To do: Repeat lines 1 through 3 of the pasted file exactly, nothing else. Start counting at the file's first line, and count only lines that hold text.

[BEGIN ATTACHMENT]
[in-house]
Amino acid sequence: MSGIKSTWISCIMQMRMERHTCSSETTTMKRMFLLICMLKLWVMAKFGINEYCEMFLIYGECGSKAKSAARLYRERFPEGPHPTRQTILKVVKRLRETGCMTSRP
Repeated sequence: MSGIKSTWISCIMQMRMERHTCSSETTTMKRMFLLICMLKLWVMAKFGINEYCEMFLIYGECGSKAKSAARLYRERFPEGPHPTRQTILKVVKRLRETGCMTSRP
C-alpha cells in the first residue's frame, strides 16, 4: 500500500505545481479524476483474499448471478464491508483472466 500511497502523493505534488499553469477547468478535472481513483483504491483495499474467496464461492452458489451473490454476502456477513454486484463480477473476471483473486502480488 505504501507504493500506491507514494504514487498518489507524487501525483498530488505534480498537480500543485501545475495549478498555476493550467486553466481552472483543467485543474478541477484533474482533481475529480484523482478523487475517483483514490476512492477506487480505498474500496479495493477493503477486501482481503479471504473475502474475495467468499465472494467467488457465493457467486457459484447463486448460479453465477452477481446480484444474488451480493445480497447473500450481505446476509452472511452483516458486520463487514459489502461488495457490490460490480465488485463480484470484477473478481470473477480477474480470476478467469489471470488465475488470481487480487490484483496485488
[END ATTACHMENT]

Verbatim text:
[in-house]
Amino acid sequence: MSGIKSTWISCIMQMRMERHTCSSETTTMKRMFLLICMLKLWVMAKFGINEYCEMFLIYGECGSKAKSAARLYRERFPEGPHPTRQTILKVVKRLRETGCMTSRP
Repeated sequence: MSGIKSTWISCIMQMRMERHTCSSETTTMKRMFLLICMLKLWVMAKFGINEYCEMFLIYGECGSKAKSAARLYRERFPEGPHPTRQTILKVVKRLRETGCMTSRP